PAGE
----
I checked out the movie Savages from the library the other day. It's about an adult sister and brother dealing with their elderly father's dementia and facing their own futures. What I found most charming, however, was the film opens with a song from my childhood.
"I don't want to play in your yard,
I don't like you anymore.
You'll be sorry when you see me
Sliding down our cellar door
You can't holler down our rain barrel,
You can't climb our apple tree.
I don't want to play in your yard
If you won't be nice to me."
(Here's a picture of an old-fashioned
cellar door. Cellars were used for storing
fresh garden vegetables, home canned
goods and also for tornado shelters.)
Over the years, I've been collecting expressions and words from my childhood that have gone defunct. Many have been replaced by cruder expressions (eg. remember when "smart asses" were called "smarty pants", "smart alecs" or "wise guys"? Now "wise guys" are what used to be called mobsters or gangsters. And gang members refer to each other as their "crew". There was an old radio show called, "Gangbusters" about police who effectively put gangsters in prison. The expression then evolved to whenever something that was going fast and effectively, it was "going gangbusters".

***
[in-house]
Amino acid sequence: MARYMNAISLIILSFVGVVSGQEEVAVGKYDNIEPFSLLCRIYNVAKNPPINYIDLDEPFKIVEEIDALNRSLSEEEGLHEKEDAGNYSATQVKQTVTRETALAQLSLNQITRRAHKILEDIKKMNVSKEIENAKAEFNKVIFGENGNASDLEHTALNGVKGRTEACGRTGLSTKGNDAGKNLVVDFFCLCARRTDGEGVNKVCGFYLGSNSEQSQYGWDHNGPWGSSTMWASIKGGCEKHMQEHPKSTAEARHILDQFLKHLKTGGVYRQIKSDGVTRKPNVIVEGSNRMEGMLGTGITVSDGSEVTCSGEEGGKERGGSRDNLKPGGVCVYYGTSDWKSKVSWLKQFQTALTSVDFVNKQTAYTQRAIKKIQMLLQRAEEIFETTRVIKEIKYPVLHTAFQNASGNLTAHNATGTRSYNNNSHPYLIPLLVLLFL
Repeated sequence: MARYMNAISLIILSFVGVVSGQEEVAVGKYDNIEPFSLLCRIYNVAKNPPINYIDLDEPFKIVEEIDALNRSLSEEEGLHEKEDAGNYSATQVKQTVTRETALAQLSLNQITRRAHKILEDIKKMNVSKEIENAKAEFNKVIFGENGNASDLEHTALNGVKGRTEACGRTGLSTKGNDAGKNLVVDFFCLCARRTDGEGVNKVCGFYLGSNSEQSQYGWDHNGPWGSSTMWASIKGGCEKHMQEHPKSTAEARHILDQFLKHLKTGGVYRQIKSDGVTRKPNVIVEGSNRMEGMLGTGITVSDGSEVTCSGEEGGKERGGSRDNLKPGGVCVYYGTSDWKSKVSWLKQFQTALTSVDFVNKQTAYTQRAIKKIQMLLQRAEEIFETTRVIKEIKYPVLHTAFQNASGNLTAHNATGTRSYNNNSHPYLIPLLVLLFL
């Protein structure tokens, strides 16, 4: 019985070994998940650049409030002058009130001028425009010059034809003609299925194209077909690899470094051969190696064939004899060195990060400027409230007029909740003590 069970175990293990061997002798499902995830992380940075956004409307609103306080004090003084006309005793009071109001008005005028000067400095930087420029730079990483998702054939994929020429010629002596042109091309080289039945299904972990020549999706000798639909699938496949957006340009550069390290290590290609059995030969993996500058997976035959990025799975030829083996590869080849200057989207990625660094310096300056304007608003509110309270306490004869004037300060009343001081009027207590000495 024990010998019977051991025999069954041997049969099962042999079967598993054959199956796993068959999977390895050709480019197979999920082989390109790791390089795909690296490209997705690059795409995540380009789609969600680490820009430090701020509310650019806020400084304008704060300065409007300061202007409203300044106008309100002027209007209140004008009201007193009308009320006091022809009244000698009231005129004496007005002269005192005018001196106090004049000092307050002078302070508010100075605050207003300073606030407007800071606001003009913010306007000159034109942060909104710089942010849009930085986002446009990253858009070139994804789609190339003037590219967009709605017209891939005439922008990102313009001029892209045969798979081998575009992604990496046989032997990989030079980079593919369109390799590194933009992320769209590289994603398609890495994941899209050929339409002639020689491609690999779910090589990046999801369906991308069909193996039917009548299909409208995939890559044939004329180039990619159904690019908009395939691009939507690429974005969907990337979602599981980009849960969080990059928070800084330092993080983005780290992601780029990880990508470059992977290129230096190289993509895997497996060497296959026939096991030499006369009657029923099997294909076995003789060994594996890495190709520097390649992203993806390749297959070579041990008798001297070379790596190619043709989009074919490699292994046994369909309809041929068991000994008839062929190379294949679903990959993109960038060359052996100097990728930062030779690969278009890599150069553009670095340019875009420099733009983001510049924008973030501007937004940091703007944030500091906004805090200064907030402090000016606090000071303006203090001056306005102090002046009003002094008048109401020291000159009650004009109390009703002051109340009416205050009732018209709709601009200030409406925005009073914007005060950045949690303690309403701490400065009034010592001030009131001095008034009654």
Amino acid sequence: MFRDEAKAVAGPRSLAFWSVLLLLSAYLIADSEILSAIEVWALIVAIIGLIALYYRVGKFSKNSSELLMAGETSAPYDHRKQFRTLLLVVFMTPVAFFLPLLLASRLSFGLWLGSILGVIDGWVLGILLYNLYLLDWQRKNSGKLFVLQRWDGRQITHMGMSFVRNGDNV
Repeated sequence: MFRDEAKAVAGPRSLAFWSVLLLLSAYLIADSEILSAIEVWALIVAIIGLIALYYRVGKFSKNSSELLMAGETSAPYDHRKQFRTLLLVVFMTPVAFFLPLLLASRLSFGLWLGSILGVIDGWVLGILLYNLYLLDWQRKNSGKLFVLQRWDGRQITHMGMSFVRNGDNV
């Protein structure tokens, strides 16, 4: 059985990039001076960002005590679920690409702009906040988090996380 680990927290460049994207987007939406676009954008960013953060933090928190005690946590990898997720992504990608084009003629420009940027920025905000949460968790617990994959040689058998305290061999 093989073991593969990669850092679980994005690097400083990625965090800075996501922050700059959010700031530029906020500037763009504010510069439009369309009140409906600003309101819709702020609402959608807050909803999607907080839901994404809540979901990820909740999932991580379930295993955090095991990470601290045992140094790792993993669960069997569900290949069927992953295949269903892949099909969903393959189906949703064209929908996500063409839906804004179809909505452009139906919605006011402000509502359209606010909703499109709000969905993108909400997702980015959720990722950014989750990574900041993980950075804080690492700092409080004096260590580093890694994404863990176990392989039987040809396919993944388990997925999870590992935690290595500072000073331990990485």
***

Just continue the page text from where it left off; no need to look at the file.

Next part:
Every once in a while, I will hear a word or expression coming out of my mouth that I haven't heard for decades. I feel like a ninny when that happens. I think I'll go to the ice box and get a bottle of pop. I could go on like this till the cows come home, but it'll probably give you youngsters the screaming mimis.
I Should Be Laughing: Emma
1 hour ago